A-Frame - /ā frām/ - tool

July 29, 2020

Definition: A tool made from locally sourced materials (often wood) that is used to mark out the contours, or level lines on sloped land. After an A-Frame is used to identify the contours, ditches and trees are often planted to prevent water, soil, and nutrients from running off the land.

Why is it called an A-Frame?

The term A-Frame comes from the tool's resemblance to the English letter “A”.

Calibration is Key

In order for farmers to benefit from using an A-frame when contour planting, it is essential that the A-frame is calibrated to correctly identify the contours of the sloped land. If a farmer incorrectly marks the contours lines in his/her field, runoff can build up and flow along the vegetation, potentially causing more erosion and damage than would normally happen, even without the use of contour planting.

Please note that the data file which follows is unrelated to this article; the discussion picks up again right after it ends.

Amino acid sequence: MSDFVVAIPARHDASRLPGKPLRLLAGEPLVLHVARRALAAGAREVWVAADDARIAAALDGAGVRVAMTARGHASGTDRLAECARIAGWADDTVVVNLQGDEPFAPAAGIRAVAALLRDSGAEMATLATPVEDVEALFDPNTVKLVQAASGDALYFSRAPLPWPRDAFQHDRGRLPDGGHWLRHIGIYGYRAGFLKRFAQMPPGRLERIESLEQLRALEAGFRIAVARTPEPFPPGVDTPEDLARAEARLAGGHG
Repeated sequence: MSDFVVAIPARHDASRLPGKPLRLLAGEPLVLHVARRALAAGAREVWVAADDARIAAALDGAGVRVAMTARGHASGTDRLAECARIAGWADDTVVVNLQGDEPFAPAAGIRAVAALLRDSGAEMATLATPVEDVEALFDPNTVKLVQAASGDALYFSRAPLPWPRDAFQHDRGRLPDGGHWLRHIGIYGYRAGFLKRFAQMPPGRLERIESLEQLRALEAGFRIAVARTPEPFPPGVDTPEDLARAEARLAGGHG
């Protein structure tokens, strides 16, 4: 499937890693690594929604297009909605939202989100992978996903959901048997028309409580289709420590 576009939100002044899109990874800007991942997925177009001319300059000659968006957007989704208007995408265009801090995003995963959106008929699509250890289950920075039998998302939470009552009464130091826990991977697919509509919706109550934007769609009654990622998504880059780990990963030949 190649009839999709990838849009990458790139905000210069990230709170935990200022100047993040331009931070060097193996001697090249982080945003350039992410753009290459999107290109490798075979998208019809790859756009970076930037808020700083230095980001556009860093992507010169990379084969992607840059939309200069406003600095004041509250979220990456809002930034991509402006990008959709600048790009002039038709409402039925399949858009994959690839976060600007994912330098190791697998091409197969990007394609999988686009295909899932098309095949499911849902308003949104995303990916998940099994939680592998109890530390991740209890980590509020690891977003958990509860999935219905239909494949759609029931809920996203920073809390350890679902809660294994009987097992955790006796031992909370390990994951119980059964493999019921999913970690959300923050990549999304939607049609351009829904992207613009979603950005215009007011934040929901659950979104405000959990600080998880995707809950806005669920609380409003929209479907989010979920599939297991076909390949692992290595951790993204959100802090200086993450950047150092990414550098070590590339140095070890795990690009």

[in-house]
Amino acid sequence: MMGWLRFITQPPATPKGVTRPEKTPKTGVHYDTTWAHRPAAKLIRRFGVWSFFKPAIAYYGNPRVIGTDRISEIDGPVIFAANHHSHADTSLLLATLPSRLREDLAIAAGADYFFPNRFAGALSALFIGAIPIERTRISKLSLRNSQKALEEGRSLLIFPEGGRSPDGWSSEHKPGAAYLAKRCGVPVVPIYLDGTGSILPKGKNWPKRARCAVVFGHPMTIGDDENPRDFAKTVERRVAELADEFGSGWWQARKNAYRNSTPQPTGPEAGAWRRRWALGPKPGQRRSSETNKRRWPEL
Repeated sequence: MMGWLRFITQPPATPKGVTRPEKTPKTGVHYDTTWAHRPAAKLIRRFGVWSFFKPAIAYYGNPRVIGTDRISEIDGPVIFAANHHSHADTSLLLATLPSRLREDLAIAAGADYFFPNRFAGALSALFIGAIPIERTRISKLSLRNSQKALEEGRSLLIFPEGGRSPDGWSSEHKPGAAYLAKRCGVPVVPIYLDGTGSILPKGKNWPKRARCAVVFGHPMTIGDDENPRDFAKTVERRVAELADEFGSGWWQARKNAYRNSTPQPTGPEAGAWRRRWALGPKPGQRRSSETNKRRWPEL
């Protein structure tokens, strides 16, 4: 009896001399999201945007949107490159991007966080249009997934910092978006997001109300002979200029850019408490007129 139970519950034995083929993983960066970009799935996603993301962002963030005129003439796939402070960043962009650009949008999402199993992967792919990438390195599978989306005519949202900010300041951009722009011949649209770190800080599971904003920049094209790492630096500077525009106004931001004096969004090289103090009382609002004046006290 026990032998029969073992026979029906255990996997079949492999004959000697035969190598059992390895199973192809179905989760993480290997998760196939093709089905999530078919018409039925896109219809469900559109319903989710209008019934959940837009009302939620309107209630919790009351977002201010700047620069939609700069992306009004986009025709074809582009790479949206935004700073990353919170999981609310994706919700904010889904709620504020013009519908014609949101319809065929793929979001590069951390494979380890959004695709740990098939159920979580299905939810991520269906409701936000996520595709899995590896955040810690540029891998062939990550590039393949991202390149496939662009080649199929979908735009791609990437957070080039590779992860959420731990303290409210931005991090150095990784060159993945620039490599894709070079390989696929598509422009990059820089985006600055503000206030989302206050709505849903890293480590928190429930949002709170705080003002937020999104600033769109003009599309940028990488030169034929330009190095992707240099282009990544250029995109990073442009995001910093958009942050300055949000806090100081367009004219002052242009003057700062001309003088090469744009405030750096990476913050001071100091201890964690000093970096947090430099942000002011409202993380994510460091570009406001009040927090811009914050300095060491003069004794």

Learn how to construct and calibrate an A-frame in Chapter 8 of the Technical Manual. We'll also be covering this in depth in next month's FGTC newsletter. Not a subscriber? Sign up today

Want to build an A-Frame?

Here is what you’ll need:
- Two 1.5 to 2 meter sticks or poles about 3 to 5 cm in diameter (wood, bamboo, plastic, or any other light-weight, sturdy material)
- One 1 to 1.5 meter stick of the same material
- Three nails, or 2 meters of twine/string for binding the sticks together
- One 1.5 meter piece of twine/string for the level
- One round rock, about 5 cm in diameter